Is Your Food Really THAT Organic?
Most people jump for joy when they see any mention of something organic on a label, but before you do a backflip into the next aisle you should read this article. When people care about their health they will often turn to organic food but, without properly learning the rules behind labeling, they might not be eating as organically as they think. But, by the end of this article, you’ll know when the break out into acrobatics and when a mere shoulder shrug will suffice.
100% Organic Food
When you see that phrase above (100% Organic), that’s a beautiful thing and it’s worth getting excited over, for the sake of your health. You see, the phrase organic refers to food that is free of synthetic chemicals, whether it be additives, petroleum-based or sewage-based fertilizers, pesticides or even antibiotics. It refers to a food that is NOT genetically modified or irradiated. Also, the land that the food is grown on has not had any of these harmful substances in the soil for many years. And, if it’s an animal product, the animals are fed organic food, allowed to go outside and aren’t given antibiotics or growth hormones. Sounds like a pretty good thing, right?
And when something is 100% Organic it can have a lovely USDA Organic sticker on it, so you know it’s good. They don’t have to put the sticker on their product, if it meets these terms, but who wouldn’t want to put that on there, right? It’d boost your sales! But this sticker can be slapped on “single ingredient” items like fruits and vegetables that are grown organically, and it can also be stuck to products that contain 100% organic ingredients.
Yep, only products where every single ingredient (other than water or salt) is organic can be labeled as 100% organic. This is the kind of food you should aim to get; it’s completely organic and you’re doing your body a favor. So take a little extra time and look for that “100%” to be on the label. I’m sure you want your body to be running at 100% capacity, so why not be composed of 100% organic food? You know, organic… something that was actually alive at one point, not synthetic chemicals or additives that do you no good.
But, this is not the only instance where the term “organic” is used on a label, and that’s where the confusion comes in. It can really hurt your efforts, when aiming for a healthy lifestyle, if you just skim a food product’s label and are suddenly satisfied when you see the word “organic”.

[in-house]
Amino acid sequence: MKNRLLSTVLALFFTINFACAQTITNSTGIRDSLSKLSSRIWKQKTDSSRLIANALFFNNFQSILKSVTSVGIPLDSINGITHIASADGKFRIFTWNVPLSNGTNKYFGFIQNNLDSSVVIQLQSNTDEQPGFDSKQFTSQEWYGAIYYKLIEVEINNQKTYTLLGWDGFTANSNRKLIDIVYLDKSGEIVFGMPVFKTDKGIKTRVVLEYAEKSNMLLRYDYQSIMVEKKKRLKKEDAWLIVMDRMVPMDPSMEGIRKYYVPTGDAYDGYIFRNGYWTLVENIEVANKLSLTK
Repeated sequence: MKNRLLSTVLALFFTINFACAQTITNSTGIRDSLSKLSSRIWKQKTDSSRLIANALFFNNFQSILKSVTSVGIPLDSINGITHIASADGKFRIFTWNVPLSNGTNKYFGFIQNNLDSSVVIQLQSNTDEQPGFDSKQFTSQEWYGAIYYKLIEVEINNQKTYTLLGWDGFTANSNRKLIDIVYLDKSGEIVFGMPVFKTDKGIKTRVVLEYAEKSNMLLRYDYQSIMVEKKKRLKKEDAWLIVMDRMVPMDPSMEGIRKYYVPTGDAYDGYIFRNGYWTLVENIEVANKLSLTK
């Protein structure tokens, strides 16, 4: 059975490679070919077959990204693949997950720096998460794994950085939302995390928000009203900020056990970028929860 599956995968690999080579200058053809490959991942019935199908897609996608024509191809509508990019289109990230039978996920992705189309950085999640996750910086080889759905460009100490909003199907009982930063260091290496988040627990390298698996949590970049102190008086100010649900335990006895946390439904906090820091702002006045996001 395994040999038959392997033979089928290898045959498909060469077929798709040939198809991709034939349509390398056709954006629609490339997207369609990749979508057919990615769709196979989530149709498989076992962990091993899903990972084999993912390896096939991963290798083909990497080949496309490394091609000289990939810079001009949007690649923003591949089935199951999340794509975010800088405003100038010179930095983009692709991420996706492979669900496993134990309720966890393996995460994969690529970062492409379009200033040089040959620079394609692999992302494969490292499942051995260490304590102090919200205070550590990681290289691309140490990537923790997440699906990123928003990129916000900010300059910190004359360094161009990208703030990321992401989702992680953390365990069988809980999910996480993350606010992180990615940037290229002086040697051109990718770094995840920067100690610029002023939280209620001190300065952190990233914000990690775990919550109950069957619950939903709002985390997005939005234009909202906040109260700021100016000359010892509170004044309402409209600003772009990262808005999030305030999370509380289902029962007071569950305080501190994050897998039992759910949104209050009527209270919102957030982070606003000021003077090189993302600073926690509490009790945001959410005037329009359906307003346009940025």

Not So 100% Organic Food
When you see the word Organic on a label, it doesn’t mean that it’s 100% organic. In fact, when you see a USDA Organic sticker on a product, it doesn’t even mean it’s 100% organic! You see, you can call something organic if it has 95% organic ingredients in it, by weight. Yeah, so 5% of your product can be complete junk! I’m not saying that it will be but it could be, especially when you consider the percentage is by weight.
There are some very harmful substances and ingredients out there that don’t weigh much at all, so you can pack a bunch in and have room to spare in that 5%. An organic product (95% or more organic) can actually be pretty decent, but it could also be not much better than similar, non-organic products. Why would someone keep harmful ingredients in an “organic” product? Because saying your product is organic is a big selling point, and companies want to make sales. Sometimes those harmful ingredients are cheaper, make the product last longer on the shelves or even get you hooked on the product. So, if they can figure out a way to swap in organic versions of their heaviest ingredients, then they might just be able to slap on a USDA Organic sticker and make some more sales.
But we’re not done yet; there are even products that are allowed to state that they are “Made with Organic Ingredients”. And to some, they’d be sold right away by that statement and not even look at the ingredients. But there won’t be a USDA Organic sticker on these products and they only have to have 70% of their ingredients be organic, in order to use that claim. And they are also allowed to pop up to three of their organic ingredients on the front of their label.
They want you to see what’s organic and hope you don’t turn that label around, otherwise they might lose a sale. Don’t do it; don’t turn it over and look at the ingredients! Why? Because then you’ll see what is organic and what isn’t. Usually, on products like these, they will label everything as organic ____ in the ingredients list, but everything that isn’t organic doesn’t get that lovely word in front of it. Does that mean these products are horrible? No; they’re making a step in the right direction, but there are better choices out there. And if a product has less than 70% organic ingredients then all they can do is list what is organic in the ingredients list; there will be nothing mentioned about organic ingredients on the front.
So, if you’re shooting for an organic lifestyle, then be sure to aim for 100% organic food and dig a little deeper into the science behind labeling. And, just so you know, “natural” isn’t the same thing as organic, but that’s a whole different article just waiting to happen. Now you know what’s up when it comes to organic food!